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Jun Sex Leg ((BETTER))

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jun sex leg

Context: Sex differences in lower extremity landing mechanics and muscle activation have been identified as potential causative factors leading to the increased incidence of anterior cruciate ligament injuries in female athletes. Valgus knee alignment places greater strain on the anterior cruciate ligament than a more neutral alignment. Gluteus medius (GM) activation may stabilize the leg and pelvis during landing, limiting valgus knee motion and potentially preventing anterior cruciate ligament injury.

Results: At initial contact, women landed in knee valgus and men landed in knee varus (P .025).

Conclusions: Women tended to land in more knee valgus before and at impact than men. The GM muscle activation did not differ between the sexes and, thus, does not appear to be responsible for the sex differences in knee valgus. The excessive valgus knee angles displayed in women may help to explain the sex disparity in anterior cruciate ligament injury.

The aim of this study was to establish the perceived magnitude of dyspnea (discomfort associated with breathing) and leg effort experienced by normal subjects during a standardized incremental exercise test to maximal capacity; 460 normal subjects (297 male and 163 female 20 to 70 yr of age) were studied. The perceptual magnitude of both symptoms was rated using simple descriptive phrases (slight, moderate, maximal) tagged to numbers from zero to 10 on the Borg scale, which is an interval scale with ratio properties. Leg effort and dyspnea increased with power output, were higher in women than in men (p less than 0.0001), increased with advancing age (p less than 0.0001), and declined as height increased (p less than 0.0001). Leg effort = 4.82 + 0.007 kpm/min + 1.05 sex + 0.04 age - 0.055 Ht (r = 0.78; SD, 1.80). Dyspnea = 4.96 + 0.006 kpm/min + 0.96 sex + 0.04 age - 0.05 Ht (r = 0.74; SD, 1.80) (m = 1; f = 2). With power output expressed as a percentage of maximal power output (%MPO) both symptoms increased in an alinear manner. Effort = 0.0014 * %MPO1.86 (r = 0.86; SD, 1.50). Dyspnea = 0.0016 * %MPO1.79 (r = 0.81; SD, 1.57). Sex, age, or stature did not contribute to the rating of effort or dyspnea when power output was normalized in this way.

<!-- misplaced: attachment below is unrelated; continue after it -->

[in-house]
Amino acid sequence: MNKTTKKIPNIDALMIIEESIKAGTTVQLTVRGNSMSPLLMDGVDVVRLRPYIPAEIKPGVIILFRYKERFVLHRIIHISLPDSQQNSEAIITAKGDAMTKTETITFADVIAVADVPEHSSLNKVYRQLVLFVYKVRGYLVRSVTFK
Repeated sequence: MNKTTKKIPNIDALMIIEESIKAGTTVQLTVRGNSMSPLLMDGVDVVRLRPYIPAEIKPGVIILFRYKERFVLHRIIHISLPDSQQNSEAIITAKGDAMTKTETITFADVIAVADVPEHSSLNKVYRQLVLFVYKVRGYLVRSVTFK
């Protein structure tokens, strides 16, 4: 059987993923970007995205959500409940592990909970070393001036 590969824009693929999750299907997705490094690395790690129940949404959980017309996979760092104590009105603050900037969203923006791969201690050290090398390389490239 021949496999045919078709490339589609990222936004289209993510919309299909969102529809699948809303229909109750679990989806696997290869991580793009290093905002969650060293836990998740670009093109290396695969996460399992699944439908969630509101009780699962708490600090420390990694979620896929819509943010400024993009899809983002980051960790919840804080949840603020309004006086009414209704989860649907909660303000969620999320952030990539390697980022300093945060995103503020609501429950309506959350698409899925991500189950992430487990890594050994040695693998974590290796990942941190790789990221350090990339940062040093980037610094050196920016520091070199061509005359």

EDITOR'S NOTE: The following is the text of the Equal Pay Act of 1963 (Pub. L. 88-38) (EPA), as amended, as it appears in volume 29 of the United States Code, at section 206(d). The EPA, which is part of the Fair Labor Standards Act of 1938, as amended (FLSA), and which is administered and enforced by the EEOC, prohibits sex-based wage discrimination between men and women in the same establishment who perform jobs that require substantially equal skill, effort and responsibility under similar working conditions. Cross references to the EPA as enacted appear in italics following the section heading. Additional provisions of the Equal Pay Act of 1963, as amended, are included as they appear in volume 29 of the United States Code.

(1) No employer having employees subject to any provisions of this section shall discriminate, within any establishment in which such employees are employed, between employees on the basis of sex by paying wages to employees in such establishment at a rate less than the rate at which he pays wages to employees of the opposite sex in such establishment for equal work on jobs the performance of which requires equal skill, effort, and responsibility, and which are performed under similar working conditions, except where such payment is made pursuant to (i) a seniority system; (ii) a merit system; (iii) a system which measures earnings by quantity or quality of production; or (iv) a differential based on any other factor other than sex: Provided, That an employer who is paying a wage rate differential in violation of this subsection shall not, in order to comply with the provisions of this subsection, reduce the wage rate of any employee.

(2) No labor organization, or its agents, representing employees of an employer having employees subject to any provisions of this section shall cause or attempt to cause such an employer to discriminate against an employee in violation of paragraph (1) of this subsection.

(3) For purposes of administration and enforcement, any amounts owing to any employee which have been withheld in violation of this subsection shall be deemed to be unpaid minimum wages or unpaid overtime compensation under this chapter.

(4) As used in this subsection, the term "labor organization" means any organization of any kind, or any agency or employee representation committee or plan, in which employees participate and which exists for the purpose, in whole or in part, of dealing with employers concerning grievances, labor disputes, wages, rates of pay, hours of employment, or conditions of work.

(b) It is hereby declared to be the policy of this Act, through exercise by Congress of its power to regulate commerce among the several States and with foreign nations, to correct the conditions above referred to in such industries.